WAURIKA, OK (KSWO) - A project more than four years in the works is nearly complete at Waurika Lake and now more than eight billion gallons of previously untouched water can be pumped and delivered to water treatment plants in surrounding cities like Lawton and Duncan.
The decision to start the project was made during a recent drought in Southwest Oklahoma.
"It's always when the next drought comes. We always try to act like today could be the start of the next drought. It's almost six years ago today the last drought started," said David Taylor, District Manager of the Waurika Lake Master Conservancy District.
Taylor said during the most recent drought a few years ago, they became worried about how much water they could access at the lake. That's because as the water level dropped, they realized there were parts of the lake much deeper than the pumping station could pump.
"As we started looking forward, thinking if this drought lasts more than a year, two years, three years and so forth. The question in our mind became what do we do. How do we deal with this," Taylor said.
Taylor said if the pumping station couldn't reach the deepest water, they'd simply have to figure out a way to bring that water to the pumping station.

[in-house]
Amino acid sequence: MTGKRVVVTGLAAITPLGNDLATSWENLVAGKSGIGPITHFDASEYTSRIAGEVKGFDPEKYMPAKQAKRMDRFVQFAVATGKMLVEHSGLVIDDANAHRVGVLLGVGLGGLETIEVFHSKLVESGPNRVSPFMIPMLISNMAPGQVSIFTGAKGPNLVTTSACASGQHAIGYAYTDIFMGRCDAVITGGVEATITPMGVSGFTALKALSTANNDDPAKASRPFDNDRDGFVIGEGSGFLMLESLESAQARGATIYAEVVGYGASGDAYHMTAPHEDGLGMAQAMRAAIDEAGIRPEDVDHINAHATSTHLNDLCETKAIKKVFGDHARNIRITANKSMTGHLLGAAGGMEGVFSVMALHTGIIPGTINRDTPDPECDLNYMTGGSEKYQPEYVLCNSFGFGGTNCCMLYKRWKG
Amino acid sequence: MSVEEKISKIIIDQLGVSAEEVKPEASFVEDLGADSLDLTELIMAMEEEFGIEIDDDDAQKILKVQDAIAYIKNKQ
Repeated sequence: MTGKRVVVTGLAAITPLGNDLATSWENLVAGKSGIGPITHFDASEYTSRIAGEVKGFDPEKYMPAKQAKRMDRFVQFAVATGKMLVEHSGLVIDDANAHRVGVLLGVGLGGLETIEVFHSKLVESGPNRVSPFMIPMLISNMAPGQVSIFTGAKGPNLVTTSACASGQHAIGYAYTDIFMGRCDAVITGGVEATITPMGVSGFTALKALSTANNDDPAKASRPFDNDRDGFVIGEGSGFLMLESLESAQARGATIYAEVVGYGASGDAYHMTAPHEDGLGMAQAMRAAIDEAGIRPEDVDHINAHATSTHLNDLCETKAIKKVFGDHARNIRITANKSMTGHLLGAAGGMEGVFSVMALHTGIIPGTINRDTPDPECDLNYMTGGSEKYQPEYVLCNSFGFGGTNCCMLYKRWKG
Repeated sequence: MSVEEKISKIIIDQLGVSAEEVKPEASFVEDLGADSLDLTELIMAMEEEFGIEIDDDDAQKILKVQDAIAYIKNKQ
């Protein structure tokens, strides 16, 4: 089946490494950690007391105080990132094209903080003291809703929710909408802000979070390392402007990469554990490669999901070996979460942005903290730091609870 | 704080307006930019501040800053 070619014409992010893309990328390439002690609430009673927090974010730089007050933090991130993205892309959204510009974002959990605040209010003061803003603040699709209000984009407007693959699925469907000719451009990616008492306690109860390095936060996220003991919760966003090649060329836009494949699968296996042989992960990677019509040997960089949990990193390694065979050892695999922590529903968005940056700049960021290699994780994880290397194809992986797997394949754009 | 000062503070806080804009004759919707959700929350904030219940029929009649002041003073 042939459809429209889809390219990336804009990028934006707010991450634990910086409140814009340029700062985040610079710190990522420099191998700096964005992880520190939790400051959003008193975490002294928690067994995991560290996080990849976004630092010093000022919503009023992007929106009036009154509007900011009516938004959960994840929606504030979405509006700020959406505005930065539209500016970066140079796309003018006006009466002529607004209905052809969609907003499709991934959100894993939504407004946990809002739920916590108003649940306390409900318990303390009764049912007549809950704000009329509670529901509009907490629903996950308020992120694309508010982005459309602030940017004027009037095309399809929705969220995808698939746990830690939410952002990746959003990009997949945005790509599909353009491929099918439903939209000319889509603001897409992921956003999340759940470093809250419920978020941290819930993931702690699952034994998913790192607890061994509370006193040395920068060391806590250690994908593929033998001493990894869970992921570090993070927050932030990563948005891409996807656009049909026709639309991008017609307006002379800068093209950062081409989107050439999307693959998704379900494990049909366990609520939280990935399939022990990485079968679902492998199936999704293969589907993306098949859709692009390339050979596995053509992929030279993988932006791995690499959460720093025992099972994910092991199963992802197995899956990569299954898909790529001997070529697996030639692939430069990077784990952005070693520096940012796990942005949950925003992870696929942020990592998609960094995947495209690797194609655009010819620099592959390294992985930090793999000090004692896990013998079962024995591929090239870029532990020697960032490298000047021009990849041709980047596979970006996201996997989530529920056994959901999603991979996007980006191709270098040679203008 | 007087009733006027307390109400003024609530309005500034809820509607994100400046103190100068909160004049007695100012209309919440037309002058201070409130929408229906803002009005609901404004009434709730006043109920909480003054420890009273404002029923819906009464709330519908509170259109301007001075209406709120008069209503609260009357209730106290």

"We dredged this whole trench, this was 4400 feet of trench. We then put new gates in because the gates were old and corroded and in very poor shape. Then we laid a gate extension which is essentially a pipeline all the way out there so that we could draw from the deepest part of the lake any time we wanted to," Taylor said.
Taylor said drawing from that part of the lake will have two huge benefits on the five surrounding towns -- Lawton, Duncan, Comanche, Temple, and Walters -- who draw at least some of their water from the lake.
"One is when the next drought comes, we're going to be able to access all of the lake. The other one is we believe the water out here is a little better quality so the five cities that use this water, they're going to have to use fewer pounds of compounds or chemicals to help treat the water," Taylor said.